George at Asda has struck ad gold after its back to school spot received radio air time, with Nick Grimshaw calling it "an advert with a difference" as he played the original grime track on BBC Radio 1.
"Arrive like you mean it" by Impero features a squad of lively school children performing a grime song about the empowering return to education, all while dressed in their great value George at Asda garms.
Impero was selected for the project following a competitive pitch, with the plan to deliver an ad filled with confidence. After a challenging 18 months for school kids, Claudia Solano, George at Asda's head of creative, felt that the return to school in September 2021 needed to be marked.
She said: "Kids are missing school, they're missing their friends. They're missing certain subjects, and homeschooling was getting a bit tiresome. We knew [back to school] was going to be a big moment. From a brand point of view, George is number one for back to school. When we were briefing this out to the agencies, we wanted to know: how do we show that confidence from a branding point of view and capture what's going on with the kids?"
"Arrive like you mean it" paints the picture that the return to school is the start of a new chapter in these youngsters' lives, Impero founder Michael Scantlebury said.
"We thought, let's have them burst through those gates from nine o'clock that morning and have them be the most confident kids," he added.
"We thought this back to school is almost like the 'back to school' to the rest of their lives, because hopefully Covid’s over, and hopefully now we can go create the future that these kids will create for us all, which will be better and more exciting for us all. And it linked really nicely to what George is doing around its sustainability message."
Rather than break character with the ring of a school bell, the creative team valued the importance of owning the narrative and staying in the kids' world, Alastair Mills, creative director at Impero said.
"We all agreed that we should play it straight, that it shouldn't be cheesy, that we shouldn't kind of have a record scratch moment," Mills said. "It would be 30 seconds of pure confidence, attitude and swagger. It was like any other drill video, but with kids, in school uniform, talking a bit about sustainability."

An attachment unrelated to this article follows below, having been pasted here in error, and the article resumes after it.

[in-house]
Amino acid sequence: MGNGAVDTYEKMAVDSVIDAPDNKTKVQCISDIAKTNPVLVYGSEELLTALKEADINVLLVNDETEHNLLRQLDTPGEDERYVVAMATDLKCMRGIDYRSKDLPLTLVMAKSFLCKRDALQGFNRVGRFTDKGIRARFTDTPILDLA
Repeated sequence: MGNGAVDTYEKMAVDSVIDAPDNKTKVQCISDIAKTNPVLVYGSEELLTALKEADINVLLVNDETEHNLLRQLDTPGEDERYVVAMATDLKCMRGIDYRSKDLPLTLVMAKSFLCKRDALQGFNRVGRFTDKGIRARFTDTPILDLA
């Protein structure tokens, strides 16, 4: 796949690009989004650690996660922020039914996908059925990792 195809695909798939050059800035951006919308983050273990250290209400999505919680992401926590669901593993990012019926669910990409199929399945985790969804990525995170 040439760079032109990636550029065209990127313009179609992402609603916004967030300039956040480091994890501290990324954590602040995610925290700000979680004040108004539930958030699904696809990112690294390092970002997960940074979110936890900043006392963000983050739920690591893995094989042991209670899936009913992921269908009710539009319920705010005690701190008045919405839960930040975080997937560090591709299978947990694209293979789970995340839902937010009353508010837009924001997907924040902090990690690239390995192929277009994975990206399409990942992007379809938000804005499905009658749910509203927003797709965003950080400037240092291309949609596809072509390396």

Key to the viral consumption of the spot is the original track, which was written and produced by Impero and producer KZ, who has worked with artists including Emeli Sandé and Professor Green. The team was flexible when it came to the children's abilities and made changes to the lyrics dependent on how things sounded on set. After hearing the track playing numerous times on set, and observing the cast and crew singing along, it was clear that the song was very catchy.
The aim was to capture crisp delivery that was full of spirit and in keeping with the grime rhythms. Impero's efforts were noticed by Twitter commentators with one saying, "this is spot on, the flows, the beat - fairplay to them".
From the start George aimed to deliver an ad that went beyond what is expected of the category. The brand wanted a collaborative approach with the agency. It hosted an open casting with Selma Nicholls, founder of Looks Like Me Casting, and was dedicated to finding the right people. This attitude extended to hiring music video director Ato Yankey to direct his first TV ad.
Aisha Jakura, head of brand George at Asda, said: "We're really keen on breaking the traditional agency-client conventions. The success of this has validated our approach. Not one size fits all and it's about finding the right people for the right job. We don't want to pay lip service to collaboration, we are serious about that. We hope this signals that."